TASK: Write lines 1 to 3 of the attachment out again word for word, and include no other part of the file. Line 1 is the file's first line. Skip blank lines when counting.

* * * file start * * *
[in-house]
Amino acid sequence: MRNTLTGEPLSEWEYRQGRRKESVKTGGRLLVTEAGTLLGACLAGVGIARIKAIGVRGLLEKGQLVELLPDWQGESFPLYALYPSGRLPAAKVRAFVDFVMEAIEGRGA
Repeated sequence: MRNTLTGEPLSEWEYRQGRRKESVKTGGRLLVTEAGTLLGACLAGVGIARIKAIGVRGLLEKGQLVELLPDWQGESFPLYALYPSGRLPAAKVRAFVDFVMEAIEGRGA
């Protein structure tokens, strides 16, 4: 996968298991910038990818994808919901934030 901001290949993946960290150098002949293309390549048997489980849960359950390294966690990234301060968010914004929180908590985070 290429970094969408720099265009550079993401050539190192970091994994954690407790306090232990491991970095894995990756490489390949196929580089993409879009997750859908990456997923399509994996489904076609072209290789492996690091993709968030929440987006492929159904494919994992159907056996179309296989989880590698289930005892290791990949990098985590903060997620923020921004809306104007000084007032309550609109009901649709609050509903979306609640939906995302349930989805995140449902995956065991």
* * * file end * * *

[in-house]
Amino acid sequence: MRNTLTGEPLSEWEYRQGRRKESVKTGGRLLVTEAGTLLGACLAGVGIARIKAIGVRGLLEKGQLVELLPDWQGESFPLYALYPSGRLPAAKVRAFVDFVMEAIEGRGA
Repeated sequence: MRNTLTGEPLSEWEYRQGRRKESVKTGGRLLVTEAGTLLGACLAGVGIARIKAIGVRGLLEKGQLVELLPDWQGESFPLYALYPSGRLPAAKVRAFVDFVMEAIEGRGA